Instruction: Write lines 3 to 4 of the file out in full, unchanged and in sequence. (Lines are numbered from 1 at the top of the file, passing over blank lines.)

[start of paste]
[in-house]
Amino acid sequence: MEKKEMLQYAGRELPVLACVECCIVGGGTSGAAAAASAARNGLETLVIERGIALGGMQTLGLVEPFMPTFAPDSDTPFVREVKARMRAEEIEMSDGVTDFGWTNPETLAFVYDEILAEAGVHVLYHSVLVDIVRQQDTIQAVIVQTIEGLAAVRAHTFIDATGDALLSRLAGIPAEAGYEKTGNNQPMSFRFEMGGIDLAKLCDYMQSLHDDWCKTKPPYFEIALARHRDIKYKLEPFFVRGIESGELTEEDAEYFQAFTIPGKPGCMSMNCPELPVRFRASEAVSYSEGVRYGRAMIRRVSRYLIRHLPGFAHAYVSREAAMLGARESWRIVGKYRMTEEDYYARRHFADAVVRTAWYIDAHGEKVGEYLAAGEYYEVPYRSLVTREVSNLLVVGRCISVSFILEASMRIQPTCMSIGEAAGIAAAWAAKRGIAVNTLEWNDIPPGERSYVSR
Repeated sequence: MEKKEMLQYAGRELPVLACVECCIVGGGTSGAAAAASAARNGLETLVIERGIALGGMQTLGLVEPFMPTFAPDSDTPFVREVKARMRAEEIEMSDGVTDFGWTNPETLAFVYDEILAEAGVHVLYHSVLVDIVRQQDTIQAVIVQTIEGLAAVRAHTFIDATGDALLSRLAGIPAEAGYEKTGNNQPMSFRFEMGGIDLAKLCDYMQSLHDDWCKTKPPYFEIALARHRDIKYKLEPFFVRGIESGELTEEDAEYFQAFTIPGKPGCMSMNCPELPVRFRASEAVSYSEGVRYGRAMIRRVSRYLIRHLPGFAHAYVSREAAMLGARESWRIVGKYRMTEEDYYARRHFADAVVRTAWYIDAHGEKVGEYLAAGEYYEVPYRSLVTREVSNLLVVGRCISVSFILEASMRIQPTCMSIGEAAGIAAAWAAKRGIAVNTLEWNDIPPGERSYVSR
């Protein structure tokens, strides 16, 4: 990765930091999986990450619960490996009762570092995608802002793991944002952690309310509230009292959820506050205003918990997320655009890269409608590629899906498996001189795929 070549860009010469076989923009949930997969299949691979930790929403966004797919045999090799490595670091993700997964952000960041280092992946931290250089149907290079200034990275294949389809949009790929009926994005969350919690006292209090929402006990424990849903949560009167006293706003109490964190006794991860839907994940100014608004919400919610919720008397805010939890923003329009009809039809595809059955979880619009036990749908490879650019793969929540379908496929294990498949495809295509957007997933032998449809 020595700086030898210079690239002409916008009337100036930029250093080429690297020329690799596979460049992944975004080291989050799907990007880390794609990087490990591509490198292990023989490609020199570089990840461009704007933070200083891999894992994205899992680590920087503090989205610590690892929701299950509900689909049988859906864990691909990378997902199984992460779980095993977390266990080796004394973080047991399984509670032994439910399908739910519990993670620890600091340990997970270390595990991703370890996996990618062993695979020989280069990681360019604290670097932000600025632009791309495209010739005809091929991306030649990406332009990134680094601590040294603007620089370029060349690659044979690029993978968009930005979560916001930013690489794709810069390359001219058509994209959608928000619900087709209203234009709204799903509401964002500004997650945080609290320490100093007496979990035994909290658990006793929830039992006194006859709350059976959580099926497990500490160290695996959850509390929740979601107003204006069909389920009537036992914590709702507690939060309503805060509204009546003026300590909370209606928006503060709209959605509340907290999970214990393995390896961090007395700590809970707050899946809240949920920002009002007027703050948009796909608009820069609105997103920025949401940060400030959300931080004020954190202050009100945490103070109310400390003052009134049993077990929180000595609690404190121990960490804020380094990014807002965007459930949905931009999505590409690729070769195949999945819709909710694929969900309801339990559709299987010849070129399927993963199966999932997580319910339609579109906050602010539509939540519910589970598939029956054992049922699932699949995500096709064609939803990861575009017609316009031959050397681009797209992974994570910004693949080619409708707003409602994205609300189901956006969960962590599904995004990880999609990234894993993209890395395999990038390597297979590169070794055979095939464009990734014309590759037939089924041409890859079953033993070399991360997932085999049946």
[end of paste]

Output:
Repeated sequence: MEKKEMLQYAGRELPVLACVECCIVGGGTSGAAAAASAARNGLETLVIERGIALGGMQTLGLVEPFMPTFAPDSDTPFVREVKARMRAEEIEMSDGVTDFGWTNPETLAFVYDEILAEAGVHVLYHSVLVDIVRQQDTIQAVIVQTIEGLAAVRAHTFIDATGDALLSRLAGIPAEAGYEKTGNNQPMSFRFEMGGIDLAKLCDYMQSLHDDWCKTKPPYFEIALARHRDIKYKLEPFFVRGIESGELTEEDAEYFQAFTIPGKPGCMSMNCPELPVRFRASEAVSYSEGVRYGRAMIRRVSRYLIRHLPGFAHAYVSREAAMLGARESWRIVGKYRMTEEDYYARRHFADAVVRTAWYIDAHGEKVGEYLAAGEYYEVPYRSLVTREVSNLLVVGRCISVSFILEASMRIQPTCMSIGEAAGIAAAWAAKRGIAVNTLEWNDIPPGERSYVSR
């Protein structure tokens, strides 16, 4: 990765930091999986990450619960490996009762570092995608802002793991944002952690309310509230009292959820506050205003918990997320655009890269409608590629899906498996001189795929 070549860009010469076989923009949930997969299949691979930790929403966004797919045999090799490595670091993700997964952000960041280092992946931290250089149907290079200034990275294949389809949009790929009926994005969350919690006292209090929402006990424990849903949560009167006293706003109490964190006794991860839907994940100014608004919400919610919720008397805010939890923003329009009809039809595809059955979880619009036990749908490879650019793969929540379908496929294990498949495809295509957007997933032998449809 020595700086030898210079690239002409916008009337100036930029250093080429690297020329690799596979460049992944975004080291989050799907990007880390794609990087490990591509490198292990023989490609020199570089990840461009704007933070200083891999894992994205899992680590920087503090989205610590690892929701299950509900689909049988859906864990691909990378997902199984992460779980095993977390266990080796004394973080047991399984509670032994439910399908739910519990993670620890600091340990997970270390595990991703370890996996990618062993695979020989280069990681360019604290670097932000600025632009791309495209010739005809091929991306030649990406332009990134680094601590040294603007620089370029060349690659044979690029993978968009930005979560916001930013690489794709810069390359001219058509994209959608928000619900087709209203234009709204799903509401964002500004997650945080609290320490100093007496979990035994909290658990006793929830039992006194006859709350059976959580099926497990500490160290695996959850509390929740979601107003204006069909389920009537036992914590709702507690939060309503805060509204009546003026300590909370209606928006503060709209959605509340907290999970214990393995390896961090007395700590809970707050899946809240949920920002009002007027703050948009796909608009820069609105997103920025949401940060400030959300931080004020954190202050009100945490103070109310400390003052009134049993077990929180000595609690404190121990960490804020380094990014807002965007459930949905931009999505590409690729070769195949999945819709909710694929969900309801339990559709299987010849070129399927993963199966999932997580319910339609579109906050602010539509939540519910589970598939029956054992049922699932699949995500096709064609939803990861575009017609316009031959050397681009797209992974994570910004693949080619409708707003409602994205609300189901956006969960962590599904995004990880999609990234894993993209890395395999990038390597297979590169070794055979095939464009990734014309590759037939089924041409890859079953033993070399991360997932085999049946």